Type 2 Diabetes – Diabetes and the Brain

Type 2 Diabetes – Diabetes and the Brain – Keeping your brain healthy is certainly one good reason for preventing, reversing, or controlling your Type 2 diabetes. Images of the brain made with magnetic resonance imaging, or MRI much like an x-ray, show that the hippocampus is often smaller in people with Type 2 diabetes than it is in non-diabetics. “Hippocampus” is a strange name, but we each have this brain structure which lies under the medial temporal lobe, one on each side of the brain.
Evidence from research shows… in an article published in the Journal of Neurological Science in December 2010, researchers at the University Medical Center of Utrecht in the Netherlands, reported on the thickness of the cerebral cortex in people with Type 2 diabetes. The cerebral cortex is the outer layer of the brain, the part responsible for decision-making and memory.
Fifty-six people with Type 2 diabetes were compared with 30 controls volunteers, all non-diabetics. It was found the cortical sizes were smaller in the diabetic volunteers than in the control volunteers. Two regions of the brain, the hippocampal and the middle temporal gyrus, were especially small in the diabetics.
According to another study published in the Diabetes Metabolic Research Review, June 2011, the brain of women could be especially vulnerable to the effects of Type 2 diabetes and high blood sugar levels. Researchers at the New York University School of Medicine looked at the brain size and blood sugar levels in 40 obese Type 2 diabetes and 47 normal-weight healthy volunteers. Despite having better control of their blood sugar levels, women with Type 2 diabetes had proportionately smaller hippocampus sizes than did men.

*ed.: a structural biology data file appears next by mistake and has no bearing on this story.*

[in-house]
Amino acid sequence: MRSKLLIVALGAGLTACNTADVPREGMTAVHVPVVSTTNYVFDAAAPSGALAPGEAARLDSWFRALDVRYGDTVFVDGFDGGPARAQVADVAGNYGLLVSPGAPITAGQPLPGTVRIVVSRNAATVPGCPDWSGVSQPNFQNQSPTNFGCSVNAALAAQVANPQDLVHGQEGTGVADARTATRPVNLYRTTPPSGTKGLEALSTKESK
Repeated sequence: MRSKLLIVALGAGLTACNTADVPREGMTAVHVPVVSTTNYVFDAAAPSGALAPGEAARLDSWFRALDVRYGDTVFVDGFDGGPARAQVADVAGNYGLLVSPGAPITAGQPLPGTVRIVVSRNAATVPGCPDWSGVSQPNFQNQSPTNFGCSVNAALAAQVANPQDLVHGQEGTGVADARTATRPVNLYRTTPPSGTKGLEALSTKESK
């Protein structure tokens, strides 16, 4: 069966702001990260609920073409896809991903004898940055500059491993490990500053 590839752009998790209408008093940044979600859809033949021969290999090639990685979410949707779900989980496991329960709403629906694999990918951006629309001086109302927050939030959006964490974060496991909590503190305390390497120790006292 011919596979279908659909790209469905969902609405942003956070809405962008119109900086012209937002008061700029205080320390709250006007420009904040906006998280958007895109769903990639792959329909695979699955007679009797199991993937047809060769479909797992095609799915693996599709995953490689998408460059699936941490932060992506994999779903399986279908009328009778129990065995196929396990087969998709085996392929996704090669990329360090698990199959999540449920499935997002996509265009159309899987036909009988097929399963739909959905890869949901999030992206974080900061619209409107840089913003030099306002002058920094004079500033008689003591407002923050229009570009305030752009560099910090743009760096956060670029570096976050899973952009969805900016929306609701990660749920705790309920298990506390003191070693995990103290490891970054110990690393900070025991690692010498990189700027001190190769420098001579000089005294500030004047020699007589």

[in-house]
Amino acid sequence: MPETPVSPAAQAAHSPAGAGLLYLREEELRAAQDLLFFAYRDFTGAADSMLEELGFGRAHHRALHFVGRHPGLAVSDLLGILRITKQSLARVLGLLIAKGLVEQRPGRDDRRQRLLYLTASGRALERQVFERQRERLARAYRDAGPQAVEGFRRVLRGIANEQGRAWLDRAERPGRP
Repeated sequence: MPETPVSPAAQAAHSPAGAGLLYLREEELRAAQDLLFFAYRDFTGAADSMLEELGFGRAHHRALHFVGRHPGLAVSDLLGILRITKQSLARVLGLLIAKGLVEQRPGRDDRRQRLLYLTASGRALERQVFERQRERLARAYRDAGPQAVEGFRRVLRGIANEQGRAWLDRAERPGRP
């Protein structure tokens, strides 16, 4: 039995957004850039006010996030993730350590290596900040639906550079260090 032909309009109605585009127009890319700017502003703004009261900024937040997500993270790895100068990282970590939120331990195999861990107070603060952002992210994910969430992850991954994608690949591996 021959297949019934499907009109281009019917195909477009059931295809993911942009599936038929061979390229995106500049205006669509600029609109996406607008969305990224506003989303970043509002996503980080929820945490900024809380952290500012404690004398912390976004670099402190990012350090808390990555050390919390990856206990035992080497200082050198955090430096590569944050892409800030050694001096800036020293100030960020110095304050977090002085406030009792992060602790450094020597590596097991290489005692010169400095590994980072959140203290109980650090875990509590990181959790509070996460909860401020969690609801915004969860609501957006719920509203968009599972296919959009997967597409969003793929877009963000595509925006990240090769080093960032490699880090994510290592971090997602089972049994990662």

What is the role of the hippocampus? The hippocampus is involved in:
memory storage,
sensations, and
the regulation of emotions.
Most Americans can remember where we were and what we were doing when we heard the World Trade Center had been attacked on 9/11, but few of us remember the day before, or the day after. That is thought to be because 9/11 was an emotionally charged event.
We also often have clear memories associated with certain smells. One immigrant who had forgotten his trip as a child crossing the Atlantic in a ship, was able to recall the trip vividly years later when entering a boat and smelling similar odors. This is thought to be due to the hippocampal involvement in processing information from the sensory nerves leading from the nose. The hippocampus is also involved in spatial memory and navigation.
The middle temporal gyrus has been associated with recognizing faces, reading comprehension, and thinking about distance. It is also thought to be involved with speech and language.
The discovery of the connection between insulin resistance and memory storage and decision-making, will help many people who are losing their memory, whether or not they have Type 2 diabetes.